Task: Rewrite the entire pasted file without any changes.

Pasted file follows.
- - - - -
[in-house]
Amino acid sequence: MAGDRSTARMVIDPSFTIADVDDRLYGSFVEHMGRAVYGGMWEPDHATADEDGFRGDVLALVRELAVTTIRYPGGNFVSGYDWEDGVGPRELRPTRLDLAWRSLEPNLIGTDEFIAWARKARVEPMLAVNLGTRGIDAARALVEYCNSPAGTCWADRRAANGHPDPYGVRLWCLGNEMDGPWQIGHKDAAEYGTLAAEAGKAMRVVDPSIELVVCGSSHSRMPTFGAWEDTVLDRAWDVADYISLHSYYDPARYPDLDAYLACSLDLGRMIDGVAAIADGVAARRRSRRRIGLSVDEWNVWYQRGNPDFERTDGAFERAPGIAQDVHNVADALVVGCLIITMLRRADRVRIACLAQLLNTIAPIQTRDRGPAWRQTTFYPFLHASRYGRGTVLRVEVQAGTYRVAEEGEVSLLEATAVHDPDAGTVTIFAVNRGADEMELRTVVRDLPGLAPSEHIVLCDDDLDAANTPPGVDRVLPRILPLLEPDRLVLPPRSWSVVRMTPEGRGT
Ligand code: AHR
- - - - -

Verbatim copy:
[in-house]
Amino acid sequence: MAGDRSTARMVIDPSFTIADVDDRLYGSFVEHMGRAVYGGMWEPDHATADEDGFRGDVLALVRELAVTTIRYPGGNFVSGYDWEDGVGPRELRPTRLDLAWRSLEPNLIGTDEFIAWARKARVEPMLAVNLGTRGIDAARALVEYCNSPAGTCWADRRAANGHPDPYGVRLWCLGNEMDGPWQIGHKDAAEYGTLAAEAGKAMRVVDPSIELVVCGSSHSRMPTFGAWEDTVLDRAWDVADYISLHSYYDPARYPDLDAYLACSLDLGRMIDGVAAIADGVAARRRSRRRIGLSVDEWNVWYQRGNPDFERTDGAFERAPGIAQDVHNVADALVVGCLIITMLRRADRVRIACLAQLLNTIAPIQTRDRGPAWRQTTFYPFLHASRYGRGTVLRVEVQAGTYRVAEEGEVSLLEATAVHDPDAGTVTIFAVNRGADEMELRTVVRDLPGLAPSEHIVLCDDDLDAANTPPGVDRVLPRILPLLEPDRLVLPPRSWSVVRMTPEGRGT
Ligand code: AHR